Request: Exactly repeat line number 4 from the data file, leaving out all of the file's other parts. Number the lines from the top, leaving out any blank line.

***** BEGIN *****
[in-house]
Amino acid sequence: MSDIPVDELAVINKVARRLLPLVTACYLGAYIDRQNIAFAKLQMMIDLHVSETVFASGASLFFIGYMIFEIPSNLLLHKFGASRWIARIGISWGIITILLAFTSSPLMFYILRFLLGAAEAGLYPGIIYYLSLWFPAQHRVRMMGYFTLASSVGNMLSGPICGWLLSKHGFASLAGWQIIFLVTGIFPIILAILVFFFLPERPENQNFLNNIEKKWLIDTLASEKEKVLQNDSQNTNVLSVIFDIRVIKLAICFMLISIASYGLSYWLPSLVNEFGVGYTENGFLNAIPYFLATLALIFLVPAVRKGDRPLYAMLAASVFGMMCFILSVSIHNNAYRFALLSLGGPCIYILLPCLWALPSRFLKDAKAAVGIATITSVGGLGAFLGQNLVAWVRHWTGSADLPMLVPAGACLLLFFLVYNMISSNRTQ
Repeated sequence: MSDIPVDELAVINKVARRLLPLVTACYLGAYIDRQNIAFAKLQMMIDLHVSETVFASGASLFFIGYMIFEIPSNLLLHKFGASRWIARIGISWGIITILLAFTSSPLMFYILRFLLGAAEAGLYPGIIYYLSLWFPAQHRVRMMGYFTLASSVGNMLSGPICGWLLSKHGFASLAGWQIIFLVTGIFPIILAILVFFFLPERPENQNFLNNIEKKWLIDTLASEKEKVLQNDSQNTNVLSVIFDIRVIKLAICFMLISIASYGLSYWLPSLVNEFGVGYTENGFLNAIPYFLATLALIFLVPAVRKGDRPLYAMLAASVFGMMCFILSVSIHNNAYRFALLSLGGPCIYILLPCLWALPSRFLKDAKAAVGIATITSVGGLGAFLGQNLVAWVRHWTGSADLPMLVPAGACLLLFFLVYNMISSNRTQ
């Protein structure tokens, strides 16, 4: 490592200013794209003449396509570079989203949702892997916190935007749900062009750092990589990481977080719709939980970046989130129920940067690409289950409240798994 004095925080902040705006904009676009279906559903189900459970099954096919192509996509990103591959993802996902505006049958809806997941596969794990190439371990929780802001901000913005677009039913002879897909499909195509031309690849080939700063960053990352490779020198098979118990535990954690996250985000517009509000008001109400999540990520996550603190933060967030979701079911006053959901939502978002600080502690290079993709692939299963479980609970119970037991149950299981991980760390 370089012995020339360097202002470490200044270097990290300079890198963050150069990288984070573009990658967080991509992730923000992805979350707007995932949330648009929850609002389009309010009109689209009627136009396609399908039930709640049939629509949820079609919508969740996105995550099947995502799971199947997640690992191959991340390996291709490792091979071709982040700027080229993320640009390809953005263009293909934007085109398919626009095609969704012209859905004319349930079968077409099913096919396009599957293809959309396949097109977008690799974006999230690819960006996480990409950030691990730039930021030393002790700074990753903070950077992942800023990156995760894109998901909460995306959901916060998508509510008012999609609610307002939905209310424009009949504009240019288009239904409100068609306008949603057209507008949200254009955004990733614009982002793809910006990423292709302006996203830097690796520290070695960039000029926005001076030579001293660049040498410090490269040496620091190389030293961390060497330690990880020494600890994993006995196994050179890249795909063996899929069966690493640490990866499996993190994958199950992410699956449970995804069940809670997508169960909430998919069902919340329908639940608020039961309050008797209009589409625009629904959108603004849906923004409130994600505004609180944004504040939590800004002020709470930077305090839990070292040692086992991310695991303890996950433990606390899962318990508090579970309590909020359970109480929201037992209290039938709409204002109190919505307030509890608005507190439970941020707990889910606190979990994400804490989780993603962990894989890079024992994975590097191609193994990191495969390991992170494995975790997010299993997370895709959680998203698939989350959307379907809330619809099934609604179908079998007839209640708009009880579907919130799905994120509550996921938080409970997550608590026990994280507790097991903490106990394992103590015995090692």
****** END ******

């Protein structure tokens, strides 16, 4: 490592200013794209003449396509570079989203949702892997916190935007749900062009750092990589990481977080719709939980970046989130129920940067690409289950409240798994 004095925080902040705006904009676009279906559903189900459970099954096919192509996509990103591959993802996902505006049958809806997941596969794990190439371990929780802001901000913005677009039913002879897909499909195509031309690849080939700063960053990352490779020198098979118990535990954690996250985000517009509000008001109400999540990520996550603190933060967030979701079911006053959901939502978002600080502690290079993709692939299963479980609970119970037991149950299981991980760390 370089012995020339360097202002470490200044270097990290300079890198963050150069990288984070573009990658967080991509992730923000992805979350707007995932949330648009929850609002389009309010009109689209009627136009396609399908039930709640049939629509949820079609919508969740996105995550099947995502799971199947997640690992191959991340390996291709490792091979071709982040700027080229993320640009390809953005263009293909934007085109398919626009095609969704012209859905004319349930079968077409099913096919396009599957293809959309396949097109977008690799974006999230690819960006996480990409950030691990730039930021030393002790700074990753903070950077992942800023990156995760894109998901909460995306959901916060998508509510008012999609609610307002939905209310424009009949504009240019288009239904409100068609306008949603057209507008949200254009955004990733614009982002793809910006990423292709302006996203830097690796520290070695960039000029926005001076030579001293660049040498410090490269040496620091190389030293961390060497330690990880020494600890994993006995196994050179890249795909063996899929069966690493640490990866499996993190994958199950992410699956449970995804069940809670997508169960909430998919069902919340329908639940608020039961309050008797209009589409625009629904959108603004849906923004409130994600505004609180944004504040939590800004002020709470930077305090839990070292040692086992991310695991303890996950433990606390899962318990508090579970309590909020359970109480929201037992209290039938709409204002109190919505307030509890608005507190439970941020707990889910606190979990994400804490989780993603962990894989890079024992994975590097191609193994990191495969390991992170494995975790997010299993997370895709959680998203698939989350959307379907809330619809099934609604179908079998007839209640708009009880579907919130799905994120509550996921938080409970997550608590026990994280507790097991903490106990394992103590015995090692």